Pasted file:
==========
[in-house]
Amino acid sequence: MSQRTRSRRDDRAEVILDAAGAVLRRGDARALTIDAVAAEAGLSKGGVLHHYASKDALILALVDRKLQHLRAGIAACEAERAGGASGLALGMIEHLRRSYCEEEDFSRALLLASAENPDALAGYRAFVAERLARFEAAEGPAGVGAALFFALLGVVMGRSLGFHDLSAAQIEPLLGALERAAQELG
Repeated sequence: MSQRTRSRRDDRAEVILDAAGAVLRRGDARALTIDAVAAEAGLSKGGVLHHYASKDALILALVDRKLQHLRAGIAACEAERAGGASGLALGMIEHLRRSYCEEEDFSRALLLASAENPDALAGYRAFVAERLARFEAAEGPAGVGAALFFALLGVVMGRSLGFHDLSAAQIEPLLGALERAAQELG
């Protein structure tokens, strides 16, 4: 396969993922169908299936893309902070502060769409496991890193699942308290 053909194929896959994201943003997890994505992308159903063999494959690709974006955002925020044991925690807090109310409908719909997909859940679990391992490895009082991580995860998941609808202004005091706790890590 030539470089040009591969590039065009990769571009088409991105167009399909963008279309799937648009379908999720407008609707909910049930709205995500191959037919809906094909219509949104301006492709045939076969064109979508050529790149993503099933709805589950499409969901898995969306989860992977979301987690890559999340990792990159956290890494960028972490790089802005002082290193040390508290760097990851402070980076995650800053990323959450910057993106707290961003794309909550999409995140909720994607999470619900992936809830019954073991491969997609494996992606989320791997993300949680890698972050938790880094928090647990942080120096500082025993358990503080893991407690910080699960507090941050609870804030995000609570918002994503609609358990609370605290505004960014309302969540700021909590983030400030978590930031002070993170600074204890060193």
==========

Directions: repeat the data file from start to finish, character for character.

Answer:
[in-house]
Amino acid sequence: MSQRTRSRRDDRAEVILDAAGAVLRRGDARALTIDAVAAEAGLSKGGVLHHYASKDALILALVDRKLQHLRAGIAACEAERAGGASGLALGMIEHLRRSYCEEEDFSRALLLASAENPDALAGYRAFVAERLARFEAAEGPAGVGAALFFALLGVVMGRSLGFHDLSAAQIEPLLGALERAAQELG
Repeated sequence: MSQRTRSRRDDRAEVILDAAGAVLRRGDARALTIDAVAAEAGLSKGGVLHHYASKDALILALVDRKLQHLRAGIAACEAERAGGASGLALGMIEHLRRSYCEEEDFSRALLLASAENPDALAGYRAFVAERLARFEAAEGPAGVGAALFFALLGVVMGRSLGFHDLSAAQIEPLLGALERAAQELG
């Protein structure tokens, strides 16, 4: 396969993922169908299936893309902070502060769409496991890193699942308290 053909194929896959994201943003997890994505992308159903063999494959690709974006955002925020044991925690807090109310409908719909997909859940679990391992490895009082991580995860998941609808202004005091706790890590 030539470089040009591969590039065009990769571009088409991105167009399909963008279309799937648009379908999720407008609707909910049930709205995500191959037919809906094909219509949104301006492709045939076969064109979508050529790149993503099933709805589950499409969901898995969306989860992977979301987690890559999340990792990159956290890494960028972490790089802005002082290193040390508290760097990851402070980076995650800053990323959450910057993106707290961003794309909550999409995140909720994607999470619900992936809830019954073991491969997609494996992606989320791997993300949680890698972050938790880094928090647990942080120096500082025993358990503080893991407690910080699960507090941050609870804030995000609570918002994503609609358990609370605290505004960014309302969540700021909590983030400030978590930031002070993170600074204890060193």